Expect U.S. Treasury yields to keep hitting new record lows, Rebecca Patterson, chief investment officer at Bessemer Trust, said Monday.
"It feels to me the U.S. 10-year [yield], I don't know when, but I think we're going to break 1 percent," Patterson told CNBC's "Squawk Box." "The question is when. Does it happen sooner because we have bigger consequences of Brexit and Italian banks … that causes a flight to safety? Or does it happen later, over the next two-to-three years, when we eventually get the next recession?"
The U.S. 10-year yield hit a fresh record low, near 1.33 percent late Thursday, following other sovereign yields lower, as the United Kingdom's vote to leave the European Union has plagued the markets with uncertainty, leading investors to buy so-called safe-haven investments.
US 10-year yield in past 3 monthsSource: FactSet
"It's crazy what we're seeing. The entire Swiss yield curve is negative," Patterson said. "We're likely going to see over the next three weeks the Bank of England easing, Japan easing."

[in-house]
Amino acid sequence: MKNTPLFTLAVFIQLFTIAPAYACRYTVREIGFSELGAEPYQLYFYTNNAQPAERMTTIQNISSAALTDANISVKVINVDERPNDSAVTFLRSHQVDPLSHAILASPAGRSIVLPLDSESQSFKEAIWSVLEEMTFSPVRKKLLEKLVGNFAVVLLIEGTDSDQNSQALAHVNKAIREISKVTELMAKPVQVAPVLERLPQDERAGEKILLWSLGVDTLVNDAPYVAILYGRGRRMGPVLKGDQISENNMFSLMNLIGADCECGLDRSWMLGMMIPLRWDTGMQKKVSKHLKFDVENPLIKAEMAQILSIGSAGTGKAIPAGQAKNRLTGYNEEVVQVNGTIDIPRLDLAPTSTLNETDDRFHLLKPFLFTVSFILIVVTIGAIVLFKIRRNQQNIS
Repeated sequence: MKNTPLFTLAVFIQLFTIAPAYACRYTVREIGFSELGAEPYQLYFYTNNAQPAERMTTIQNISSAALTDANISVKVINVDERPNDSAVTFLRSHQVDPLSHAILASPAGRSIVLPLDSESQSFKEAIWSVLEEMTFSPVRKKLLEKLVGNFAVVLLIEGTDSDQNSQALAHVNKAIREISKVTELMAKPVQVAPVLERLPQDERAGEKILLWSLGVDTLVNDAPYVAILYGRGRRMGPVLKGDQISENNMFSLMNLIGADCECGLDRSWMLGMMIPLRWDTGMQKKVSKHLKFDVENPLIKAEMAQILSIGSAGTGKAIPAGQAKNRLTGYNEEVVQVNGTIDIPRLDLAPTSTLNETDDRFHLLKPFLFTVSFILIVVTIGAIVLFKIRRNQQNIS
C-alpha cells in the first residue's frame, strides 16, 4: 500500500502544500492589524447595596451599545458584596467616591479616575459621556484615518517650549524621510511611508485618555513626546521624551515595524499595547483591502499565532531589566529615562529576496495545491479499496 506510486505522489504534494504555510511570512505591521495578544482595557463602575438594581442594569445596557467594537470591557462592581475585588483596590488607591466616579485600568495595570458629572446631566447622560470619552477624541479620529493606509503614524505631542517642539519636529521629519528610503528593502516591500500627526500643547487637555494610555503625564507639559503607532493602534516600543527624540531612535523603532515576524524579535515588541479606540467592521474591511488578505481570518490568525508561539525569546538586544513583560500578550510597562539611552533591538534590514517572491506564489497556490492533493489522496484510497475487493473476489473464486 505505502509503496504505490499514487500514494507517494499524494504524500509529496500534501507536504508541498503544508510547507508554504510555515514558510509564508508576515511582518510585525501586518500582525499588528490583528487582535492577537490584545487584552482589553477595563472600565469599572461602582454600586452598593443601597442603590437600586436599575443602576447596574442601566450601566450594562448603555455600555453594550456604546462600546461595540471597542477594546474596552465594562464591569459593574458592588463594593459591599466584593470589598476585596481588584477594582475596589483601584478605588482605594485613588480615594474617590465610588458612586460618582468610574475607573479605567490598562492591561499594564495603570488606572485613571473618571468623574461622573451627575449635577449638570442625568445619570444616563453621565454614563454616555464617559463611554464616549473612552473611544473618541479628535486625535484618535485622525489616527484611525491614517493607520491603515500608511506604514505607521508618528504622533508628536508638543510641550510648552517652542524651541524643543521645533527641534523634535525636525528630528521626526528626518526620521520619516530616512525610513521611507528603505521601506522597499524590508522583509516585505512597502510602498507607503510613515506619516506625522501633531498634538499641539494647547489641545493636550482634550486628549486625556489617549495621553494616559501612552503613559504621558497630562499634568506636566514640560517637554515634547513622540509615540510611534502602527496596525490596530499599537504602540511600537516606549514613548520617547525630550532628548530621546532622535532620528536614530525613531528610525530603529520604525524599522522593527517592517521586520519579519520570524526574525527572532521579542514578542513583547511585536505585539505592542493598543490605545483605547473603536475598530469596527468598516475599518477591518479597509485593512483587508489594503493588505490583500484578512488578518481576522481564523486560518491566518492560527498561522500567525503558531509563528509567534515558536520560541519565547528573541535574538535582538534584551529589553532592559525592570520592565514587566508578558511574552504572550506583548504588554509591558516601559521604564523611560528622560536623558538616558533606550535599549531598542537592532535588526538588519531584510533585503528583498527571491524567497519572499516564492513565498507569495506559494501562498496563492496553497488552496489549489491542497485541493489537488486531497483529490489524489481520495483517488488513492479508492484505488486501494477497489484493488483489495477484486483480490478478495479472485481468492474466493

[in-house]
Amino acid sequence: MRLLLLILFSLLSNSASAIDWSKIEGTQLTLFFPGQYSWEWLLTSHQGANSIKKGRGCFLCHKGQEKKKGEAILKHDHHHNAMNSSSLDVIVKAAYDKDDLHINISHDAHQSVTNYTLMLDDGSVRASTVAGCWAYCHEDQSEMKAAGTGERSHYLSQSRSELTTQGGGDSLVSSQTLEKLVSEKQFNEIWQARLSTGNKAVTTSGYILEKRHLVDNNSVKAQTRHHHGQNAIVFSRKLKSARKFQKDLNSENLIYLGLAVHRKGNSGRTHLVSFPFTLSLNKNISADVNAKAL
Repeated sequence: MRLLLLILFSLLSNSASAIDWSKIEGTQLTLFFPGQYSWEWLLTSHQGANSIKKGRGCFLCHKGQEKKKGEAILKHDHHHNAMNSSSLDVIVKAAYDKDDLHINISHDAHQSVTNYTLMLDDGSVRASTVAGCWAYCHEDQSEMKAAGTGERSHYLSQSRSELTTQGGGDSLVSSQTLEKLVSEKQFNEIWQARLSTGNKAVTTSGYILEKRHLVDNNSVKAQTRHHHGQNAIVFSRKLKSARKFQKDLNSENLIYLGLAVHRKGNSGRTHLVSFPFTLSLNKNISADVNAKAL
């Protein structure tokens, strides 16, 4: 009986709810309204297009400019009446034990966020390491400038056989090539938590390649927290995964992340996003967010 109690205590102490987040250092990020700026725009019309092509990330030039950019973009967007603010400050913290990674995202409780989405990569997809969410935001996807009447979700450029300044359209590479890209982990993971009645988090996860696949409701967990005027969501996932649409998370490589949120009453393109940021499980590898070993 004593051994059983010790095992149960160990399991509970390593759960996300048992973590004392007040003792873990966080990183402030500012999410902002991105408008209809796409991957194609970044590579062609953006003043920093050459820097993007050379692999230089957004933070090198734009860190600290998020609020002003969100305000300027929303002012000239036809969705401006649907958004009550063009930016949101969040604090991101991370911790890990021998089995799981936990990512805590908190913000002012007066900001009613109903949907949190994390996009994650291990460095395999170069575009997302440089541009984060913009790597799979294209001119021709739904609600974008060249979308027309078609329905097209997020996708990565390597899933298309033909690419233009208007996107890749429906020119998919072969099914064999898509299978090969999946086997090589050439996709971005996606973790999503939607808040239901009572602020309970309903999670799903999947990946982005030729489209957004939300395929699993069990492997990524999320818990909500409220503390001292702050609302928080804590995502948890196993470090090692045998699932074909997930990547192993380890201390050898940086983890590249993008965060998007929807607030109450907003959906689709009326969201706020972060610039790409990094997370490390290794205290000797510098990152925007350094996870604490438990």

Brexit has also taken its toll on several major currencies, especially the British pound. Sterling fell to a fresh 31-year low overnight against the dollar, near $1.27.
The Japanese , traditionally considered a safe-haven currency, has soared. On Wednesday, the yen gained 1.2 percent versus the dollar to trade near 100.50.
"A strong yen is a huge problem for Japan, especially since we're in this type of global environment and inflation is so low and with the Chinese aggressively devaluing the currency, it makes it more difficult for [Japan] to compete," Kathy Lien, director of foreign exchange strategy at B.K. Asset Management, said in another "Squawk Box" interview.